I faced a problem since I've run the commands in link to upgrade from ubuntu 18.04.6 LTS to 20.04. Unfortunately, I couldn't upgrade. Besides, running those commands broke other things from running.

Can I somehow restore the previous state of my system before running those commands so that my system works well like before?

  • Comments are not for extended discussion; this conversation has been moved to chat.
    – Thomas Ward
    Commented Nov 26, 2021 at 22:20

1 Answer 1


My guess was you've upgraded packages and are no longer running bionic (18.04) but have yet to boot - but in that case I'd still reboot & assess what you're actually running & how the upgrade went...

If Ubuntu (or flavor) Desktop you can fix by re-installing (no-format) which is what I'd likely do if I wasn't sure exactly what was done (I'm not sure!)

guiverc@d960-ubu2:/usr/share/sddm/themes/lubuntu$   rmadison update-manager-core
 update-manager-core | 1:0.196.11    | trusty           | all
 update-manager-core | 1:0.196.25    | trusty-updates   | all
 update-manager-core | 1:16.04.3     | xenial           | all
 update-manager-core | 1:16.04.12    | xenial-security  | all
 update-manager-core | 1:16.04.17    | xenial-updates   | all
 update-manager-core | 1:18.04.11    | bionic           | all
 update-manager-core | 1: | bionic-updates   | all
 update-manager-core | 1: | bionic-proposed  | all
 update-manager-core | 1:20.04.9     | focal            | all
 update-manager-core | 1:  | focal-updates    | all
 update-manager-core | 1:21.04.8     | hirsute          | all
 update-manager-core | 1:21.04.10    | hirsute-updates  | all
 update-manager-core | 1:21.04.11    | hirsute-proposed | all
 update-manager-core | 1:21.10.4     | impish           | all
 update-manager-core | 1:21.10.5     | impish-updates   | all
 update-manager-core | 1:22.04.2     | jammy            | all

If you apt-cache policy update-manager-core you should get update-manager-core | 1: | bionic-updates | allif your system is *bionic* but I suspect you'll get a package more likeupdate-manager-core | 1:21.04.8 | hirsute | all(which would match the *hirsute* lines you pasted in your question) but if you'd gone where you wanted (*focal* or 20.04) you'd seeupdate-manager-core | 1: | focal-updates | all.... ie. you're not running 18.04 at all I believe; the text file of your release doesn't match what you're actually running. I'd explore usingapt-cache, ubuntu-security-status` etc

Also note: In comments I asked you to run ubuntu-support-status which is the bionic command but you got

I get this : "ubuntu-support-status: command not found" and "ubuntu-security-status" runs

which is more confirmation that you're not running bionic with more packages upgraded. Instead your system ran the command which didn't yet exist in 2018; ie. the re-write called ubuntu-security-status.

Ubuntu 18.04 LTS reaches the end of it's standard support life in 2023-April; ie. 5 years from release. Any packages you have of that release will show that as the end of your security updates; though do note 'universe' packages had 3 yeas of support which has already ended for bionic. ubuntu-security-status (or if using 18.04 it's ubuntu-support-status) will give a glimpse of what packages you've likely got (it may not be accurate; but it's an easy way of getting a glimpse of packages that need fixing instead of checking them individually). It might be a lot of work I suspect; why re-installs are usually done, or restoration of our backups.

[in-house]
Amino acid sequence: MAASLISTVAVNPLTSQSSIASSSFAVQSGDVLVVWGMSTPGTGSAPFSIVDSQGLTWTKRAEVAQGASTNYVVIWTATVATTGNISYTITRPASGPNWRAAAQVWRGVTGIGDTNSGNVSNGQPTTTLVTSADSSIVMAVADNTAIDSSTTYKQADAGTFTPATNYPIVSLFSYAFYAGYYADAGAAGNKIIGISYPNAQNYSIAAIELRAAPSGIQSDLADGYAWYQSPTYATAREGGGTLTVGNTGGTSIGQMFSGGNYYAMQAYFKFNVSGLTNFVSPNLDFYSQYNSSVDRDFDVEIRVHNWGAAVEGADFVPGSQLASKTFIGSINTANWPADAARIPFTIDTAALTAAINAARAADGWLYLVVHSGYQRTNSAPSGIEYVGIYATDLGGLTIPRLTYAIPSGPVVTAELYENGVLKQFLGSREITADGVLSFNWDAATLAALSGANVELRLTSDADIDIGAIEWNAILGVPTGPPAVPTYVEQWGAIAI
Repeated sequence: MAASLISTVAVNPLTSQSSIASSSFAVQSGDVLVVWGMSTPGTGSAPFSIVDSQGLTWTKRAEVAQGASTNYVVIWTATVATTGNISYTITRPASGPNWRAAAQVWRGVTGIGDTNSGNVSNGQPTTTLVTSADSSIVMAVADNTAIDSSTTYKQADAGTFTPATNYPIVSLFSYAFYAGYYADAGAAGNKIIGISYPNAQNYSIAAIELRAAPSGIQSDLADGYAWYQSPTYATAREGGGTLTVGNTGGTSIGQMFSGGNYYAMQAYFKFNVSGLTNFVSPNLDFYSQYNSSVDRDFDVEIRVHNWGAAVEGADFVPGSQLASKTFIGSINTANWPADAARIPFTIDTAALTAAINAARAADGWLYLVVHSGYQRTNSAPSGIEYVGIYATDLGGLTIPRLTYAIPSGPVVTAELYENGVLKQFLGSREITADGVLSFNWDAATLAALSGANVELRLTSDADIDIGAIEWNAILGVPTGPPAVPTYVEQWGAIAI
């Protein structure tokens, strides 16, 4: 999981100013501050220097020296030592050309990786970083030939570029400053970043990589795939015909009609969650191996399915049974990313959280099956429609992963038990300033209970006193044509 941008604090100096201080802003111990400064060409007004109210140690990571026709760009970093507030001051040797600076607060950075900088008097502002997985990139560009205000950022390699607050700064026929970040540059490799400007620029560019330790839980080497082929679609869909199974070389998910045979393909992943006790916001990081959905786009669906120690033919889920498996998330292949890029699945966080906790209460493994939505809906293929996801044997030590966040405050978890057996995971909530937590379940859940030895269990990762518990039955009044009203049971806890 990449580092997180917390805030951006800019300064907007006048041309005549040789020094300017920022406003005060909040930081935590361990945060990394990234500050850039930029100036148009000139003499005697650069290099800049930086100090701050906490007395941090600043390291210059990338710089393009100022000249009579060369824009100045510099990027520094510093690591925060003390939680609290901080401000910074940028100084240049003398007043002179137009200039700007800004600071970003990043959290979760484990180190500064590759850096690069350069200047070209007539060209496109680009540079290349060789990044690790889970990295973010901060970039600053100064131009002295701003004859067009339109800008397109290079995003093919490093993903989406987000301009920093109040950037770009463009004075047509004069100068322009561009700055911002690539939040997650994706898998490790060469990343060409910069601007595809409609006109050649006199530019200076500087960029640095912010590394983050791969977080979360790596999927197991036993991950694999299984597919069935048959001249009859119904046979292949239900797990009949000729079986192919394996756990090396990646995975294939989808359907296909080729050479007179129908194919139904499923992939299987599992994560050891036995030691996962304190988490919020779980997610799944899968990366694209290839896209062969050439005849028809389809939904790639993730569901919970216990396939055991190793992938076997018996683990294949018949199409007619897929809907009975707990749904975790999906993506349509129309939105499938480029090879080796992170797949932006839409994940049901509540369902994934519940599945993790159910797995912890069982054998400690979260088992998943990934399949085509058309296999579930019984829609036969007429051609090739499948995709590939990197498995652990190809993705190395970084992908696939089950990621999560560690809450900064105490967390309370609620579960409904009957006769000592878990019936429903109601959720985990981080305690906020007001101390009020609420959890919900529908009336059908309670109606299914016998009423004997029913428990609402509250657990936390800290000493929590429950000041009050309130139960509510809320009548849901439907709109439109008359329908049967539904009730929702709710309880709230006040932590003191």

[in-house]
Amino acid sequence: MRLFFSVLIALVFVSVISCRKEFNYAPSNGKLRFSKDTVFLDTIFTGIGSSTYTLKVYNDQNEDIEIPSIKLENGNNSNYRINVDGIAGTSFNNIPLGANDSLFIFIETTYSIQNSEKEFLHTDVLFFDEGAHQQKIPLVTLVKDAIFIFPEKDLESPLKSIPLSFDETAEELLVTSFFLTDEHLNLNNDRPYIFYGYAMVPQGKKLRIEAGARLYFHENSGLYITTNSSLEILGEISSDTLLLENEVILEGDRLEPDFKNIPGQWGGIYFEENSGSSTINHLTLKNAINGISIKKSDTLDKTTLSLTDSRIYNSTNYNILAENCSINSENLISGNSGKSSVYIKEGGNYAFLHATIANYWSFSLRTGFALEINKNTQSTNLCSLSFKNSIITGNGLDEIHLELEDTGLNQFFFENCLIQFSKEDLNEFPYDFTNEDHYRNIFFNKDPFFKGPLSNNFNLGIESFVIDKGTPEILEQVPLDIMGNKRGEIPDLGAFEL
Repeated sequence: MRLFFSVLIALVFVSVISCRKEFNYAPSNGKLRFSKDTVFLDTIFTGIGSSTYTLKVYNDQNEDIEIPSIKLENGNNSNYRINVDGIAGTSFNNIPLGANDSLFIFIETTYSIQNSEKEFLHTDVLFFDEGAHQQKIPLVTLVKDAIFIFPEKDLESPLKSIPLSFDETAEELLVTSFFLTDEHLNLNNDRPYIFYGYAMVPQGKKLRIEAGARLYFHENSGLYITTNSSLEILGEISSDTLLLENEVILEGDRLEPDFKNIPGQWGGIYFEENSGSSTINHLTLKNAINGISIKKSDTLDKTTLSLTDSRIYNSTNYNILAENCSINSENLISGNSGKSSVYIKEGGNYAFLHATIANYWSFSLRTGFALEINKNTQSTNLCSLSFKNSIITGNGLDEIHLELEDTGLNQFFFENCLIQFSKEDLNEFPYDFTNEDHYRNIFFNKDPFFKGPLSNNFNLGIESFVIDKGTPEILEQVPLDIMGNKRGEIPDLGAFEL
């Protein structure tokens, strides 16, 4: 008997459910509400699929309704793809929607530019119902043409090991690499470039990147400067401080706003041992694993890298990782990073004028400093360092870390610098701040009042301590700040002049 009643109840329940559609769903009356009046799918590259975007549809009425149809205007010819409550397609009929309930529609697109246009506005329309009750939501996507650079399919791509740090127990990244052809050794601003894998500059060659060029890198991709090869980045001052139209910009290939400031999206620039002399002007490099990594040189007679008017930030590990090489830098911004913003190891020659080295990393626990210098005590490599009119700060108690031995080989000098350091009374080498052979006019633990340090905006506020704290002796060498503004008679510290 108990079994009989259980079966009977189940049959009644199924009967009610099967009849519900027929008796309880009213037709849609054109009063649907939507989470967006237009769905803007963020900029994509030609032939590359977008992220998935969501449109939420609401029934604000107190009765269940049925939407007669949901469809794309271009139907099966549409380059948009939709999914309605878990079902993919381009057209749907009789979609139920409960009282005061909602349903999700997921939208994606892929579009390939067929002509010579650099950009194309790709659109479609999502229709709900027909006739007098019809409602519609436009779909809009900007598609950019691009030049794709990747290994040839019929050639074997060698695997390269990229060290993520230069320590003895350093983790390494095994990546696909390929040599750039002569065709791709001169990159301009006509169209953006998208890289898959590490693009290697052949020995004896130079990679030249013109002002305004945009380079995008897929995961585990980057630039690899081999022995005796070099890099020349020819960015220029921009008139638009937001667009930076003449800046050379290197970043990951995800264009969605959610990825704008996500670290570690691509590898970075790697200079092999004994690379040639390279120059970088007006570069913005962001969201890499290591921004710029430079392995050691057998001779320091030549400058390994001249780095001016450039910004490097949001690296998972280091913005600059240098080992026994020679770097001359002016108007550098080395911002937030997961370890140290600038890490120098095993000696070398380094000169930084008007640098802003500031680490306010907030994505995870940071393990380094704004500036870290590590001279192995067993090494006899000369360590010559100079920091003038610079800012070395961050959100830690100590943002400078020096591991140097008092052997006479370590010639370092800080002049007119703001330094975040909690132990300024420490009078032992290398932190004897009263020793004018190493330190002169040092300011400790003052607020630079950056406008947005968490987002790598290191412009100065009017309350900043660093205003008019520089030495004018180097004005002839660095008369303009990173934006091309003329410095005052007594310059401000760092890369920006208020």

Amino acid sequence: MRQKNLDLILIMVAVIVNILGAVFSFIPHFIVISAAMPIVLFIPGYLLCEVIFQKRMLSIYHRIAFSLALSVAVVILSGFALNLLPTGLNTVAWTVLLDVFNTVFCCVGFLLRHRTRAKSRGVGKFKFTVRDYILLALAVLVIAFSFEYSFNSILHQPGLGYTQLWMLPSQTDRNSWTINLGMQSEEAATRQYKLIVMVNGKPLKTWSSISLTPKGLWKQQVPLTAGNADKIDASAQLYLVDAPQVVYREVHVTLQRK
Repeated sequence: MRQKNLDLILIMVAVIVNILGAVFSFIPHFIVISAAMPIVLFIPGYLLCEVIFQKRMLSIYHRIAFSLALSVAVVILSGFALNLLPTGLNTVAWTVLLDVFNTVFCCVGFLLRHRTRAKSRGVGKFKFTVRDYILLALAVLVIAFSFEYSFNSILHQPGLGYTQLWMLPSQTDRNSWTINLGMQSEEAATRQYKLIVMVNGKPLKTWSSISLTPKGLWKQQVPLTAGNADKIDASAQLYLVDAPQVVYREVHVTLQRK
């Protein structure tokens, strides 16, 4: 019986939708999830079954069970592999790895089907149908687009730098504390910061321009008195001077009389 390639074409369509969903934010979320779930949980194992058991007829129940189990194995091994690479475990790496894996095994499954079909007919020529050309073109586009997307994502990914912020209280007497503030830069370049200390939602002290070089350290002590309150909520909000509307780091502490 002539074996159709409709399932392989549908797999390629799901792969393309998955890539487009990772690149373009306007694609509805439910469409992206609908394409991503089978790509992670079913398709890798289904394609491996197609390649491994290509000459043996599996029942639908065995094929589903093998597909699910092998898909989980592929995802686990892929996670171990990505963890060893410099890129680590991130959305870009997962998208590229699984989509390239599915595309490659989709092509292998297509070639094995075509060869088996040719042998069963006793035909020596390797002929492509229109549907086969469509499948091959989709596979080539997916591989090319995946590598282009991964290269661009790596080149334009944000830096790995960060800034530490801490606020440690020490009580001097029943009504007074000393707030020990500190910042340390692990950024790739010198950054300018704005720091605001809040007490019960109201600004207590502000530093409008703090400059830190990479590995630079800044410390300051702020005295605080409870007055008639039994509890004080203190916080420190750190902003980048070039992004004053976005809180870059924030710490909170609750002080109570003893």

Much of what you've suggested will only fix your pasted detail on the screen; however it will stop your system getting updates & make it insecure in day(s) instead of month(s). The package I highlighted before shows you've already got hirsute packages installed (1:; they won't receive any updates and bionic updates (1: as even if a newer 1: came out; 18.04.. is not > 20.04... so that package & all your upgraded hirsute packages will require you to manually fix. Your system isn't bionic or 18.04 anymore. Restore your backups (it's why we create/have them), re-install or re-install each package manually.


  • restore your system backups
  • re-install; which is easy for Desktops (I use it myself at least weekly in QA-testing & rather regularly in changing releases as focus changes to a different release (eg. currently jammy [22.04] & focal [20.04.4] are my primary focus) and my Ubuntu packages are re-installed without loss of any data files.
  • manually fix as I've alluded to... this may be a huge job so I'd avoid it; re-install is much easier & cleaner.

This is written based on details you've provided; only two packages have been proven to be hirsute, but that's two of only two looked at - ie. a tiny sample size, but I suspect it's far more than that obviously. You can read the output of the commands I've given, explore using apt-cache policy suggested earlier for random packages & draw your own conclusion which will confirm or other my suspicions

  • large parts of this taken from comments; it's still messy, but loads of comments skipped
    – guiverc
    Commented Nov 26, 2021 at 21:32
  • Sorry I have minimal experience trying to install Ubuntu (server or desktop) remotely. I'm largely a desktop user, and whilst I've performed an install within the last 30 mins (QA-test) it was local so I can see the screen & notice issues etc. I do have & have used server boxes that allow the install to be done remotely (using ILO, IDRAC...) but I haven't used that in some time.. The servers were only a few floors away if I made a mistake though..
    – guiverc
    Commented Nov 27, 2021 at 13:08
  • Thank you. I try.
    – Shingol
    Commented Nov 27, 2021 at 15:03

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